And then there was Webstock 2013 (day 1)

by kai on 18/02/2013

I spent Thursday and Friday of last week at the awesome Webstock conference. I’m not gonna go into all the details of what it is, why it’s so awesome and why it sells out before they even put the programme together (I got asked the latter by a friend of mine who couldn’t believe the fact that there was no programme until 2 weeks ago or so and that the conference still sold out). Instead, I’m going to write a bit about some of the sessions I attended.

On day one, Clay Johnson started off with a talk that showed in quite interesting ways how we as a society of media consumers literally get served what we asked for. Essentially crap driven by big media outlets and news agencies who just give us what we want to  make us feel “right”. The analogy Clay used was food: “Pizza tastes better than brocoli  – Opinion tastes better than news”. Good advice: go on an information diet – consume consciously, schedule your consumption and produce yourself. Anyone else seeing the analogies to food here?

After Clay, Jim Coudal presented on “Digital is analog”. Very interesting business-related talk about companies and products in the physical and digital world. I enjoyed the talk immensely, but I realised that a bunch of people were right away “zoning out” as Jim didn’t have any supporting slides. I find it myself quite hard to follow free-form talks, but Jim’s talk was worthwhile going through the effort.

Post-morning tea, Jason Kottke and Aza Raskin were on. Jason is the man behind I’d like to call it a social-media-favorite-thing-sharing-and-filter-tool that hooks into various social media services and works with your favourites in there. Jason was talking about his journey from basically being a non-programmer to launching the service. He used the metaphor of “slow hunches” as an example of how it took him years to get from the problem to an actual solution.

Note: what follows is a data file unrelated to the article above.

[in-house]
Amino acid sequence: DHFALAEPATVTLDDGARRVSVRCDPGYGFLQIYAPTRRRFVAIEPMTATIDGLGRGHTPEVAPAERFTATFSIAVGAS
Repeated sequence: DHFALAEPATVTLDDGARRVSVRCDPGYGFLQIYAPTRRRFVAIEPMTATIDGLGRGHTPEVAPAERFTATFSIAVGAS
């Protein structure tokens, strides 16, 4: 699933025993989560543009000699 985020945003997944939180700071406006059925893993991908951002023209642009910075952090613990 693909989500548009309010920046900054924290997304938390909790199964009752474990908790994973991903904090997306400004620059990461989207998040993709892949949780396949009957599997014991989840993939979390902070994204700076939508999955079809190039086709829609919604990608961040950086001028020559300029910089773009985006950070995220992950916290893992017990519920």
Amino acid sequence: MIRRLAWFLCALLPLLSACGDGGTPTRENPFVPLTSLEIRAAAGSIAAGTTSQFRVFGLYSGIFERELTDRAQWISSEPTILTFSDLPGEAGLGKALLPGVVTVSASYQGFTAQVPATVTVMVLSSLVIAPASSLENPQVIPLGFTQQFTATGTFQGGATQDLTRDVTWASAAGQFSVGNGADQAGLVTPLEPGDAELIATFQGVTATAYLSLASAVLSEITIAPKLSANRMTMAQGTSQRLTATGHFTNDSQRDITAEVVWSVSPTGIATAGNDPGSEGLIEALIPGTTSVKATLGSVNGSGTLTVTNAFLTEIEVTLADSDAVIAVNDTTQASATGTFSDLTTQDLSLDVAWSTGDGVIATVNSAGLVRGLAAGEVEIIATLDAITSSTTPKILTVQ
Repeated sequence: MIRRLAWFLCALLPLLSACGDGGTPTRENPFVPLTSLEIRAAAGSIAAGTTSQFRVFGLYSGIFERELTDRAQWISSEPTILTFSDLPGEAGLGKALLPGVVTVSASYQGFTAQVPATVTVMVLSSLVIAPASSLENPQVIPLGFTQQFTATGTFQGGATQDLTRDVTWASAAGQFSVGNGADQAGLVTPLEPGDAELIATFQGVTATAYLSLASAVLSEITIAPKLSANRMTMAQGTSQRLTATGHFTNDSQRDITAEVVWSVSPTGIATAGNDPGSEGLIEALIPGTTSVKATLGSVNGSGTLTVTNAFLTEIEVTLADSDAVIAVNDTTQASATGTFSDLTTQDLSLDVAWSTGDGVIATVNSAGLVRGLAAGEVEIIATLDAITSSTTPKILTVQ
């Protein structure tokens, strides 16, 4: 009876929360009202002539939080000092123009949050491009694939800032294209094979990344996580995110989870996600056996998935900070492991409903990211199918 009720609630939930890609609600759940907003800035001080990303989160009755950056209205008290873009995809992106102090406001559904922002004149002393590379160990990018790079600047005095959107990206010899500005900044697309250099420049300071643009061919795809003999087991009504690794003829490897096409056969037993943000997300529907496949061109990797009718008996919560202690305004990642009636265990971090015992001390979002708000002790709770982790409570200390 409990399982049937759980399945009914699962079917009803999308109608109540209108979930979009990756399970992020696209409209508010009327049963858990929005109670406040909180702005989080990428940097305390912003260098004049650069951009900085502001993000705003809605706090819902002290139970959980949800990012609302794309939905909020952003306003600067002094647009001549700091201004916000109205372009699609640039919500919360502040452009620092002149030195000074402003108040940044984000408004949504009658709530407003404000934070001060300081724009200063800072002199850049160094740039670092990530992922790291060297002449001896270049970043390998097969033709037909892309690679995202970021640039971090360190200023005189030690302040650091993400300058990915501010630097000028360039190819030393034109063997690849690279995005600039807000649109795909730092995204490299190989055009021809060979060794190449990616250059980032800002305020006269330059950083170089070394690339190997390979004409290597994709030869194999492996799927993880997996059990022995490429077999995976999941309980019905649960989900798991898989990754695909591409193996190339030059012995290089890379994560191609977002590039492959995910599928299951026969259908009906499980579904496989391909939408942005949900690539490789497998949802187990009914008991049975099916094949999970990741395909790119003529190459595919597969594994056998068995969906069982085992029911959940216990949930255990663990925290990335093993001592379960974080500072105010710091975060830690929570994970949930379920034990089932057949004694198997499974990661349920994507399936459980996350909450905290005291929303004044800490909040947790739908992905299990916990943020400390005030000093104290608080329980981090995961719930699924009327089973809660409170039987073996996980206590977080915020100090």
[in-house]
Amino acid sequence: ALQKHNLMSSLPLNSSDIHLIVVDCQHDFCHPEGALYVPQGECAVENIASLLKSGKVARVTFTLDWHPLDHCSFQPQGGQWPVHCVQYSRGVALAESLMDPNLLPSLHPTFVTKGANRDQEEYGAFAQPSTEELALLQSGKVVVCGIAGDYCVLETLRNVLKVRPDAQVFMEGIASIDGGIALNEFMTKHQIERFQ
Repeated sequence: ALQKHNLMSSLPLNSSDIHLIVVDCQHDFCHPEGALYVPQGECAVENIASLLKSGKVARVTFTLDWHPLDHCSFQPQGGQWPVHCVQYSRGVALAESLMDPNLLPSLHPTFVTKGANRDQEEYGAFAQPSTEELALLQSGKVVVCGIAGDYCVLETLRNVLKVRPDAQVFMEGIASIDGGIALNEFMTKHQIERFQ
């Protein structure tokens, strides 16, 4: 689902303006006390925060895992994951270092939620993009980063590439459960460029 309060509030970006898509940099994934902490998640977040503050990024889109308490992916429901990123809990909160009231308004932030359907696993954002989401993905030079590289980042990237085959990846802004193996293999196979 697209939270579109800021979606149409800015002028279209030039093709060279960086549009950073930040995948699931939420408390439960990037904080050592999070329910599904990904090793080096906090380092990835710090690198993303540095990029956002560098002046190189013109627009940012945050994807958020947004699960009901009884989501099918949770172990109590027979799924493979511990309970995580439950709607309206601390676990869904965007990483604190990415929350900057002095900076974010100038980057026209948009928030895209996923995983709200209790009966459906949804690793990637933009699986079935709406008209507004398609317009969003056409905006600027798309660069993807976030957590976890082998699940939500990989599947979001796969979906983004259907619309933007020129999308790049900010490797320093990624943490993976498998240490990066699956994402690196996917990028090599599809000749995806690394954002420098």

Aza’s talk was about design constraints and how they can turn into advantages. Some useful examples: World’s narrowest house, Super-versatile apartment in Hong Kong. He made actually a lot of very, very valuable points. In a lot of cases we humans ask the wrong questions to solve a problem or to get at least closer to a solution.

After lunch the conference broke into two streams. First, I went to see Artur Bergman’s talk about CDNs, which was excellent. Lots of useful technical knowledge and Artur used very clear words and the occasional expletives (yes, it sometimes is very much needed and we beat around the bush way too often in New Zealand) to make sure that people really understand what they  need to fix to get faster delivery of their web content. Did you know btw that Fastly is going to launch both an Auckland- and Wellington-based POP really soon?

Then it was back to the main auditorium for Chris Coyier’s talk on workflows for web designers. This was the first talk I was seriously disappointed with. Chris absolutely knows his stuff and he could have presented so many really interesting things, but instead chose to talk about local HTTP servers, MAMP, FTP, Photoshop and his favourite IDE Codekit. Yeah, nice – but at Webstock? Really?

Next up was Craig Mod with a talk named “Subcompact Publishing”. Very, very interesting and a cry out for stepping back from publishing interactive PDFs or interactive magazines with tools like Adobe’s Digital Publishing Suite (which I feel more and more to be the “new Flash” of the publishing world). A great example he showed is The Magazine App.

After the afternoon break it was time for John Gruber. He essentially talked about Pac-Mac and what designers can learn from the game: fun, simple, obvious and challenging. Awesome analogy: iOS = Pac-Man, Android = Mr Do!

In case you don’t know Garr Reynolds you really need to crawl out of your Hobbit burrow. He’s Mr. Presentation Zen. Garr presented on “Story, Emotion & the art of 21st-century Presentation”. It was an awesome 40ish minutes walkthrough covering the art of story telling and how to present and not present information. Here’s a good metric: if your core slide text is around 30pt you probably know your material. If you’re using 8pt font, “you’re a bozo who doesn’t know his presentation, I can read faster than the bozo can speak” (according to Guy Kawasaki).

And finally – Tom Coates, who’s a Webstock veteran. Despite a variety of “presentation-fails” (that earned him the quote “I’m doing a Coates here” on day 2) he delivered an awesome session talking about the internet of things and network-enabled devices. Make sure you check out his house’s Twitter account.

Day one was overall awesome. Besides the talks it was great to see a lot of familiar and unfamiliar faces, enjoy the Webstock experience and the super-cool goodies. I think Wellington’s web community can’t thank Mike, Deb, Tash and Ben enough for putting on Webstock year after year. More of day two in a follow-up post

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